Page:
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peace as a vocation (part 2)

By Zhe Kong

· Human Rights,Community Assistance

Note: this is the second section of Change Magazine August cover article "Peace as a Vocation". Read the first section at

Grassroots-level peace-building

Before long, these actors realize that peace cannot be built only by international and national level, grassroots-level work is equally important. Community-level conflicts usually fail to draw attention from international and national actors, because the scale of impact is regarded as small. However, the conflict in communities can escalate to conflict between different groups or even war. For example, the conflict between the black and the white members in communities resulted in riots across many cities in America in 1960s.

To build a peaceful community, many grassroots organizations start peace programs from a community level, hoping to scale up to national reconciliation and achieving sustainable peace one day. Peace-building in community-level are flexible and respond to local context, but all of them aim at the root causes of conflicts. Some early peace-building organization focused on the demobilization of soldiers. For example, Morodok, a Cambodian NGO has been working on re-integrating former Khmer Rogue soldiers into communities by peace education and livelihood training.

The most popular peace program at grassroots level is peace education, especially for youth. Youth in many conflict-affected countries are particularly vulnerable, due to lack of education and employment opportunities. They could join gangs and engage in violence. As a response, many grassroots organizations work on peace education for youth.

Working Group for Peace in Cambodia is one of such organizations. It organize workshops, campaigns, and other activities to raise the peace awareness among youth. During the past few years, some organizations start to take the youth peace education into a international level by organizing peace camps and workshops across nations. For example, Thai Volunteer Service organizes Mekong Peace Journey to bring together youth from 6 Mekong River countries. The purpose of the program is for the young participants to improve knowledge, competencies and skills for peace building, and become a change agent for peace across borders in the Mekong Region.The program includes multiple components: lecture to teach peace theories and analysis tools (conflict tree, conflict mapping, etc), simulations to help participants understand the conflict dynamic and how to resolve conflict in a simulated situation, field visits to local peace NGOs to learn local conflict context, and cultural exchanges for participants to understand cultural difference. One interesting number may tell the effectiveness of the program in cultural understanding. For each cohort, two participants from different countries get married.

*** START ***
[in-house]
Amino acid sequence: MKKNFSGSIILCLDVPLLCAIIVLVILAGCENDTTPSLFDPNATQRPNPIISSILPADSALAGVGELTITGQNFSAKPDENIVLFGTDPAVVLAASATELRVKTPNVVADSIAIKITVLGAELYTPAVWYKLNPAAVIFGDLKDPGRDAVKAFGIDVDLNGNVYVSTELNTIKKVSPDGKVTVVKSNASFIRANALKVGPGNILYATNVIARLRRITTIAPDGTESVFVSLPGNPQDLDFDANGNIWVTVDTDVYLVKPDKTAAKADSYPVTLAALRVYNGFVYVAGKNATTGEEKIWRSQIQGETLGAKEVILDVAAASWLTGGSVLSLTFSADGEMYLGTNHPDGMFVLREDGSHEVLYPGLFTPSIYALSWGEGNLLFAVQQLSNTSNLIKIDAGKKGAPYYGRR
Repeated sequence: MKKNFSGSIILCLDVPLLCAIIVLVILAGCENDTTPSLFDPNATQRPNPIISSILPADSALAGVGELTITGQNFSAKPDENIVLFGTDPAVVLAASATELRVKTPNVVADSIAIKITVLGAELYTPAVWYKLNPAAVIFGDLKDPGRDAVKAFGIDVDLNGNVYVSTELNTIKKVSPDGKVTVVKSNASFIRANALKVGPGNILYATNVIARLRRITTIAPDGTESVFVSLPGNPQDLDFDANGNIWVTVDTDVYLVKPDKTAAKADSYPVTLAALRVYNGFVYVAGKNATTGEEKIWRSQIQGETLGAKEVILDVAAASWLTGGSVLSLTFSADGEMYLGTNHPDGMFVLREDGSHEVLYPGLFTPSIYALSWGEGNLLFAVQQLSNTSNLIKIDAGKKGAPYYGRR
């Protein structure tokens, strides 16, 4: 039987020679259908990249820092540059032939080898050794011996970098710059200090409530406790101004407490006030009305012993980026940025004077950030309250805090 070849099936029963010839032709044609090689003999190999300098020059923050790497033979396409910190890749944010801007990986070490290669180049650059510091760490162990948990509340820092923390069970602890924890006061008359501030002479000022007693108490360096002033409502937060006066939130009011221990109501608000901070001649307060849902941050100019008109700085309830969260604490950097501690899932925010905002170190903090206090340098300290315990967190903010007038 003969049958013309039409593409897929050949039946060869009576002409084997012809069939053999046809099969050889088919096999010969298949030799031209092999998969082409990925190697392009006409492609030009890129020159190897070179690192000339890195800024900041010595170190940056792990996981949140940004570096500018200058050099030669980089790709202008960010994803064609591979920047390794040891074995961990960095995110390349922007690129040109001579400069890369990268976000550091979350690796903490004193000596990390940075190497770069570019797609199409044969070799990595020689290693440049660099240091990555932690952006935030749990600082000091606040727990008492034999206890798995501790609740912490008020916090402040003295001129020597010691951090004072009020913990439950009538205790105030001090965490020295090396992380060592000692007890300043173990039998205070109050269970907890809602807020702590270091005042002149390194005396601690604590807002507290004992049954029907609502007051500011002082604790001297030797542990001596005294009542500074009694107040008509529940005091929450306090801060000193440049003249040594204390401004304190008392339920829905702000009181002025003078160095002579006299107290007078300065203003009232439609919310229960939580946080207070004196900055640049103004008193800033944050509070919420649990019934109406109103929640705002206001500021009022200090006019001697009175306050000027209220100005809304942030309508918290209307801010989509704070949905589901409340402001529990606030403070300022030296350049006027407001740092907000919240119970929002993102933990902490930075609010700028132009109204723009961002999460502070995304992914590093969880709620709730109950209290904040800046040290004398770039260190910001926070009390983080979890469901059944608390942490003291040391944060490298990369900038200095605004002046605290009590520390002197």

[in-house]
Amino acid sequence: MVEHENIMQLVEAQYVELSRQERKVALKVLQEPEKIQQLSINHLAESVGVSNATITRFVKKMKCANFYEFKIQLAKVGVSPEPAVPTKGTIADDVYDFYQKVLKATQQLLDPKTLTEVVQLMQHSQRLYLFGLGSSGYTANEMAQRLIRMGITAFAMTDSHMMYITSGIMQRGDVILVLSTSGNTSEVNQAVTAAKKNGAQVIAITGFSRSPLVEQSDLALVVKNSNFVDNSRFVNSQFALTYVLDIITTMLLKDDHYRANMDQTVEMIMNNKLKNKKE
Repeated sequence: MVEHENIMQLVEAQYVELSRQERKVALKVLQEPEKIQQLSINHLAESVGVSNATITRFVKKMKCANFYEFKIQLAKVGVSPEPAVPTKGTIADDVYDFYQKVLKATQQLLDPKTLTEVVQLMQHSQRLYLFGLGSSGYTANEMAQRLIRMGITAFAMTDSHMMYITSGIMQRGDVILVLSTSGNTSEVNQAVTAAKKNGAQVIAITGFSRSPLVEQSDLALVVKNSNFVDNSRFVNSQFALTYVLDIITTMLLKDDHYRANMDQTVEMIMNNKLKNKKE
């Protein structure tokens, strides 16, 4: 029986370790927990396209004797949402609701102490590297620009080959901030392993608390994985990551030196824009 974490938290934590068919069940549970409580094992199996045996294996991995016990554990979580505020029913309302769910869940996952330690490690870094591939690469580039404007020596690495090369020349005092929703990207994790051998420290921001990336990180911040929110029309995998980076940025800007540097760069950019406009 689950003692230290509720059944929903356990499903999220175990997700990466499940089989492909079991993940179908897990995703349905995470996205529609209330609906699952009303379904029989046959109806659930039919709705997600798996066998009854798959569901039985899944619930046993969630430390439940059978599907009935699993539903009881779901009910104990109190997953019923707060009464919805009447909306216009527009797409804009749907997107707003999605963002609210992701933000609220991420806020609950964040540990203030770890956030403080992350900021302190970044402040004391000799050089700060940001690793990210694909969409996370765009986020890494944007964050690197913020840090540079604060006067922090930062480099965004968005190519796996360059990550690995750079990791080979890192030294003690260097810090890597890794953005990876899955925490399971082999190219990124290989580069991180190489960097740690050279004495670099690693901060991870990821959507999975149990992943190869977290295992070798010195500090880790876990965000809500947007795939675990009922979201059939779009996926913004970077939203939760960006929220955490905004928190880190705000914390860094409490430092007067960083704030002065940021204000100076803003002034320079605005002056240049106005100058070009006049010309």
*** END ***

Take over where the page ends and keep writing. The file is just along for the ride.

Mekong Peace Journey Participants on International Peace Day, 2013

Livelihood or development is probably second to peace education in terms of popularity. Poverty is considered as one of the leading factors to cause conflict. As a successful example, China has lifted over 600 million people above poverty line in the last four decades. Its model is referred by some scholars as peace through development.

More countries are placing development as the first priority to achieve peace, so are many grassroots organizations, but in a different approach. Least developed or developing countries possess no high technology or educated human resource, so their economy mostly rely on exploration of natural resources, and many conflicts revolve around limited but valuable natural resources (a phenomenon often referred as “resource curse”).

Grassroots organization combine environmental conservation and economic equity with development. They help community members to use natural resources in a sustainable fashion. For instance, they teach peasants to make organic fertilizers instead of chemical ones to increase yields. They also work with or fight against corporations for economic equity. Many corporations take peasants’ land without fair compensation and alternative livelihood, and thus there are many cases where communities and corporations are in conflict, sometimes violence breaks out.

Grassroots negotiate with these corporation on behalf of community members and help corporations to make responsible investment, such as providing vocational training for communities, building schools and hospitals, etc. In this way, corporation investment becomes an investment in peace rather than conflict, as it reduces poverty rather than deprives communities of natural resources.

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